Deciphering the role of clergy for patients in local hospitals

 

 “There’s no staff chaplain at Winchester hospital. Any chaplaincy work they need to have done, they rely on community chaplains, but we’re never called,” said Reverend Sue McCullough of the Anglican Parish for Morrisburg, Iroquois and Riverside Heights.

Frustrated and disheartened with the Winchester District Memorial Hospital, McCullough is just one of three area ministers who have come forward to share their concerns.

During a May 24th phone interview, McCullough described what she sees as some of the most pressing issues between hospital and clergy, while Reverend Janet Evans of Iroquois United Church and Reverend Daniel Hayward of Trinity United Church in Ingleside met with The Leader on June 7th to share their concerns.

“Honestly, all we’re trying to do is find out who in our congregations are in hospital and want to be seen,” said Hayward.

According to Hayward, the Cornwall Community Hospital (CCH) has a much better system than Winchester. “In Cornwall, they do have a chaplain who is an employee of the hospital.”

“They have an on call schedule with a pager,” he continued. “We have access to lists of people from our denomination in the hospital, which is password protected.”

“They don’t have either of those” in Winchester. “We don’t have easy access.”

Hayward, along with Evans, explained that Winchester District Memorial Hospital did, at one time, provide paper lists of patients for approved clergy, but those were mostly out-of-date lists and, unfortunately, those have disappeared now as well.

“There are lay pastoral visitors that have more access to the patient list than the clergy do,” said McCullough, referring to Winchester’s spiritual volunteers.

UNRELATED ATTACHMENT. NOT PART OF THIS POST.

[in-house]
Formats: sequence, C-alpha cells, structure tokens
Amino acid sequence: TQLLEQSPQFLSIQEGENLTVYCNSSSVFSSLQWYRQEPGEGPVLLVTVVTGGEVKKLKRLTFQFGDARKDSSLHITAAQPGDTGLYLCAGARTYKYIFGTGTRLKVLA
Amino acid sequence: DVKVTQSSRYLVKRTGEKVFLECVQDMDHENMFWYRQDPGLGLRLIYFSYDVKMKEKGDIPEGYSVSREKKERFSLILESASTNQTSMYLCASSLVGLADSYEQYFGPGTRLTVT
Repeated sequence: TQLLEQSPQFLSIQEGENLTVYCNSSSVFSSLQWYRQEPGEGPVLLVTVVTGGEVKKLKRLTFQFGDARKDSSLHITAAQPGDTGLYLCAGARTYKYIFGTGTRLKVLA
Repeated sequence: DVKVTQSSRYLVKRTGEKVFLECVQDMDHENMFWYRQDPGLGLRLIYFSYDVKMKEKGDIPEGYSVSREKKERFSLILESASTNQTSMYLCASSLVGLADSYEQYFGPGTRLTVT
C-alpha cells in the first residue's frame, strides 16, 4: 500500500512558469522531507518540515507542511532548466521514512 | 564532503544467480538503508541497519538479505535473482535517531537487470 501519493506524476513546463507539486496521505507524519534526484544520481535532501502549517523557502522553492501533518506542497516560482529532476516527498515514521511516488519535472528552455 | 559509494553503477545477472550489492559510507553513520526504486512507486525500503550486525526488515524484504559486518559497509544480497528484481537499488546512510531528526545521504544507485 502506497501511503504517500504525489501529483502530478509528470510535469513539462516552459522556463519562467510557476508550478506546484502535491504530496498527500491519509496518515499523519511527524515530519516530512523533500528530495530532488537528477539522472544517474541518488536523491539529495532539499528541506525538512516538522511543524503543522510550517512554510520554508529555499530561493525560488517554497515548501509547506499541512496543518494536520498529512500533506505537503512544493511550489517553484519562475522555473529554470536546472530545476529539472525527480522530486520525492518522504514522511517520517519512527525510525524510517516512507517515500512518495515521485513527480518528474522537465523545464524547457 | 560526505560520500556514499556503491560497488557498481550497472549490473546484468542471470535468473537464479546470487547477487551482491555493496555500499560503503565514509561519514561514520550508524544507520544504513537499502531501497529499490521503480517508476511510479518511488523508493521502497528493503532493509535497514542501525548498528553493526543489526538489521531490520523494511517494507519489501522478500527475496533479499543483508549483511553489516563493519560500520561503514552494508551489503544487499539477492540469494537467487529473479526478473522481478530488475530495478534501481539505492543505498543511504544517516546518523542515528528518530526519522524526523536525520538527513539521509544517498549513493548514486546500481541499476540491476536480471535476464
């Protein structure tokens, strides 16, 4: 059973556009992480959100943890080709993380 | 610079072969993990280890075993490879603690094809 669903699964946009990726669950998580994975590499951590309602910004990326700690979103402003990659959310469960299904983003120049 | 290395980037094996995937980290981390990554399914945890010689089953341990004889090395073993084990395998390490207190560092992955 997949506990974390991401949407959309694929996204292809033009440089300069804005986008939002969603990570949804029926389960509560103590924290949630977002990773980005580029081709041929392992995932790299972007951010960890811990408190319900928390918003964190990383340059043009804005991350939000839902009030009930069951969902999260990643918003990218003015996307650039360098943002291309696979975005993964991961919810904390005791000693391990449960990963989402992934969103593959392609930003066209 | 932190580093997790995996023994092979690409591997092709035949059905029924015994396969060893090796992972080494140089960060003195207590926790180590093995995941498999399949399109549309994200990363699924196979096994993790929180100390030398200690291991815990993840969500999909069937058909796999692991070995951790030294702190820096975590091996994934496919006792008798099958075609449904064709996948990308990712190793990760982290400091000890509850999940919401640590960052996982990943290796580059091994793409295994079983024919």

According to an April press release from the hospital, there are six spiritual volunteers who have completed training and become active in the hospital. 

“Training includes aspects of every faith ranging from Islam to Christianity to Judaism and many more. Beyond considerations of faith, spiritual volunteers must also be prepared to interact with patients who may be in the worst crisis of their lives. They attend monthly training sessions to learn new communication techniques and discuss best practices.”

Both Hayward and Evans agreed with McCullough’s charge saying that in contrast to the clergy, the spiritual volunteers have “no restrictions.” 

In addition to this, McCullough said, “my concern as well as the concern of others is that social workers and nurses are stepping into the role of clergy. That’s not to malign social workers or nurses, but their focus should be on something else.”

“They seem to think that we’re not necessary,” she continued. “They seem to think that we’re there to evangelize, but that’s not why.”

“They aren’t making use of the community clergy in the way that they could.”

According to Evans, it’s not necessarily a question of us or them, but rather a simple question of access to those who want their minister on hand.

“I know many fine nurses and believe that they, and we, can have a role in creating peace of mind and body and spirit,” said Evans.

“Sometimes, the least likely person can minister to another human being. I use a pharmacy in Brockville and the cashier brings me joy every time I pick up a prescription.”

Evans pointed out that the admissions questionnaire for the Winchester hospital does ask patients what their denomination is and whether they might like a visit from clergy. Unfortunately, she said, “it’s not asked in many cases and when it is, it’s sometimes not followed up on.”

“If they don’t know it’s available to ask for,” said McCullough, “they’re not going to ask for it.”

“I usually don’t find out (a congregant is in hospital) unless family calls me,” said Evans, pointing out that not all of her congregants have family.